2011 Governor's Year In Review: Cuomo Successfully Pushes Agenda But Albany Remains Opaque
At the end of his first year as governor, Andrew Cuomo has a high approval rating and can list marriage equality, an balanced budget and a property tax cap among his accomplishments, but his promise to bring transparency to Albany still remains unfulfilled. NY1's Courtney Gross filed the following report.
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Raising his right hand, Andrew Cuomo became the 56th governor of the Empire State on January 1, 2011.
"This was electing a mandate for change that the people of this state endorsed overwhelmingly," Cuomo said that day.
The freshman governor promised to lower taxes, and did so, but kept them higher for wealthy New Yorkers.
For the first time in five years, state lawmakers passed an on-time, balanced budget.
Cuomo overhauled Medicaid, convincing stakeholders to cut spending, and steered through a property tax cap, pleasing suburban and upstate residents.
It drew praise from an unlikely Republican supporter.
"Focus on the importance of cutting taxes and the creation of jobs, and that's our governor," Senate Majority Leader Dean Skelos said on December 12.
Not to be outdone, Cuomo pushed through gay marriage, convincing four Republican state senators to support the measure.
"Passing this law not only completes a promise we made to the people of this state during the campaign. It's going to make a real difference in people's lives," Cuomo said on July 24.
He toured the state to push for ethics reform, establishing a new commission to oversee Albany and vowed to veto any redistricting of legislative maps that is not independent.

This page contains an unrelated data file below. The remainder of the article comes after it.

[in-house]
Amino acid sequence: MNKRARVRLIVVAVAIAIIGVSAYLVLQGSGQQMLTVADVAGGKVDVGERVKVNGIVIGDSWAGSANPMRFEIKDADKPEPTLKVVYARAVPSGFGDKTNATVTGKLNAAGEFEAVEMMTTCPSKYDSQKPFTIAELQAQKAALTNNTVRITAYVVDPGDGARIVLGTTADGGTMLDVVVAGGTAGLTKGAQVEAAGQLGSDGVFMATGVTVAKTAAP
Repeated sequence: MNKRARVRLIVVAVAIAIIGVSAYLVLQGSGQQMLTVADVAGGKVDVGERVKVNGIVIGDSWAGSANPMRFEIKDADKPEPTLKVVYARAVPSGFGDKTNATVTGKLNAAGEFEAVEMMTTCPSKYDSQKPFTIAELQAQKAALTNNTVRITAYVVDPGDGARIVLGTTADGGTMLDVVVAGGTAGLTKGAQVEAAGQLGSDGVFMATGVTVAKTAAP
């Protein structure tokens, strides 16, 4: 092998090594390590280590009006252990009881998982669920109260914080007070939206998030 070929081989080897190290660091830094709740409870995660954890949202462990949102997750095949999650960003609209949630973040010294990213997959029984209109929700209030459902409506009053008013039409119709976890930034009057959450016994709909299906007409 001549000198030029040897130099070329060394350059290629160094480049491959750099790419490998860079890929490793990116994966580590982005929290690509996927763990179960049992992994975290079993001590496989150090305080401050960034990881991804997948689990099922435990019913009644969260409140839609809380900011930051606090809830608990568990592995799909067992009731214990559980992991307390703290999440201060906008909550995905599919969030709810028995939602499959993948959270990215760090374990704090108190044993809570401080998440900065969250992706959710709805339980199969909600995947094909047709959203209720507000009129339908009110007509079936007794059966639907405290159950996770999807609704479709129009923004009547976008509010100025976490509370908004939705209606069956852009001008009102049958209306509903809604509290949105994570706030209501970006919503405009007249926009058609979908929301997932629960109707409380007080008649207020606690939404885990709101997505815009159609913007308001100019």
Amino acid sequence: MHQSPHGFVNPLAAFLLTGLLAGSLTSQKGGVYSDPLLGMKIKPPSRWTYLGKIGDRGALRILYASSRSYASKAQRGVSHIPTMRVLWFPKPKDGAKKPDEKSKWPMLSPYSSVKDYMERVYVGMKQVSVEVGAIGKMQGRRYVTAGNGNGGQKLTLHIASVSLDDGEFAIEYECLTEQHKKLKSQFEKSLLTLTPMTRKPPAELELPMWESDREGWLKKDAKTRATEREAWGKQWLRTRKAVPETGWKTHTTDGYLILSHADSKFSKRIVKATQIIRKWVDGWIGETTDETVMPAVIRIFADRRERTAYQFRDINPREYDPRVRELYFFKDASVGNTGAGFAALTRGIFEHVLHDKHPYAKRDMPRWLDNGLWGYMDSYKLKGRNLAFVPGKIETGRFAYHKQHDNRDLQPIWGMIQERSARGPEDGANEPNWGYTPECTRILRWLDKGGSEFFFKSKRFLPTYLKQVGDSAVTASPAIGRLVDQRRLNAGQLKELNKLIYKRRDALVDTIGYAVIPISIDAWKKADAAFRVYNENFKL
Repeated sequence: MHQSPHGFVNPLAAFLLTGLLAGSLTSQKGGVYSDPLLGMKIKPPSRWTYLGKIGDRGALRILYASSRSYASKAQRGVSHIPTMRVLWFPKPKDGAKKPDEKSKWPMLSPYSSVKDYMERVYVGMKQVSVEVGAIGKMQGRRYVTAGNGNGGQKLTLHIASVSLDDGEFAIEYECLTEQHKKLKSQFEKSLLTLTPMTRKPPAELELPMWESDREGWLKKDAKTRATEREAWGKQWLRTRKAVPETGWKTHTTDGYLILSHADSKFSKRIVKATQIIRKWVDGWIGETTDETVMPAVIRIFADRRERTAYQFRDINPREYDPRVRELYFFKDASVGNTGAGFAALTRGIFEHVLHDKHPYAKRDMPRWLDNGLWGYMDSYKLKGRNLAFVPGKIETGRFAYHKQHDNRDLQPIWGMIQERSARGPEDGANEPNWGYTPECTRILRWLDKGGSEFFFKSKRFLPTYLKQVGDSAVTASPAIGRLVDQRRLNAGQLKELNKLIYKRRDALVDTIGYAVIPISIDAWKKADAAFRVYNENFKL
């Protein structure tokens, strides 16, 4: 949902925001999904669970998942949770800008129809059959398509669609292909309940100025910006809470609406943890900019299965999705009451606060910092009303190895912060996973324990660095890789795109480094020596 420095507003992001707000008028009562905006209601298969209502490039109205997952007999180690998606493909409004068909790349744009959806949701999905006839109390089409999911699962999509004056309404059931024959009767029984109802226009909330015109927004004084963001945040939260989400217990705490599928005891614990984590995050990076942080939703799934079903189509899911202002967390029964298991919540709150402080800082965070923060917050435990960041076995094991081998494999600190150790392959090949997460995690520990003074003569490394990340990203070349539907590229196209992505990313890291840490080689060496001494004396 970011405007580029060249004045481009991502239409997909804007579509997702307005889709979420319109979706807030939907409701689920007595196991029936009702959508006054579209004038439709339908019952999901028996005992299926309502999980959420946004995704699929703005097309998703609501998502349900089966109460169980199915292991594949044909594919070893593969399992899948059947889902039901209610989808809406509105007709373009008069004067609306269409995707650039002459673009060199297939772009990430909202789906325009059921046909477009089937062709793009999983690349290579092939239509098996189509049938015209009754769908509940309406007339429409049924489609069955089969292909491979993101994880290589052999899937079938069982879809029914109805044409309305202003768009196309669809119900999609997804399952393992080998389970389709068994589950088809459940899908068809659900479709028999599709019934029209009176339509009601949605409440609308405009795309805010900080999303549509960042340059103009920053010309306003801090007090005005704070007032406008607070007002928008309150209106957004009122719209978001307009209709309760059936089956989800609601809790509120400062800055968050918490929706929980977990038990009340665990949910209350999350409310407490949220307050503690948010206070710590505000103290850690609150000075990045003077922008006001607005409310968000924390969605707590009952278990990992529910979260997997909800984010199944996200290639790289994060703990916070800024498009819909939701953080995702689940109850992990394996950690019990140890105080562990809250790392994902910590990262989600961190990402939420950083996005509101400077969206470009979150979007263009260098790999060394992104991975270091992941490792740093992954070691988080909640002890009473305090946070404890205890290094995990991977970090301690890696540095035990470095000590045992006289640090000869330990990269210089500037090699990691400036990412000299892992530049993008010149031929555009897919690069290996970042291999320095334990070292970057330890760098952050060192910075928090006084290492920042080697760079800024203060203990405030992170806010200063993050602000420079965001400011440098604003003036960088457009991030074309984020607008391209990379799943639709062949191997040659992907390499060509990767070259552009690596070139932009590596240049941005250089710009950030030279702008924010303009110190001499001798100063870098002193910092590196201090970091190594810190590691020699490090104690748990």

Cuomo also convinced the state's largest public employees union to accept a salary freeze, furloughs and contribute to their health benefits.
"This shows that collaboration works," the governor said on November 3.
Cuomo did butt heads with the state's other political heavyweight, Mayor Michael Bloomberg, though the two managed to broker a compromise to bring cabs to all five boroughs.
A year down, the Cuomo accomplishments add up, and his popularity proves it. He kicked off his rookie year with a 48 percent approval rating, which rose to 54 percent in May, 56 percent in August and was still 55 percent in November.
Cuomo came to the State Capitol promising to bring transparency.
"I will lift the veil of secrecy that is now around Albany," he said in November 2010.
But the governor also stays away from one-on-one interviews with the press.
And as he finishes 2011, the biggest deals are still done behind closed doors. The "three men in a room" — the governor, State Assembly speaker and State Senate majority leader — seem to continue to be Albany's modus operandi, with Cuomo behind the wheel.
"I am the government," Cuomo said on a November 9 interview on WGDJ-AM Talk 1300.
But most observers say it seems to be working.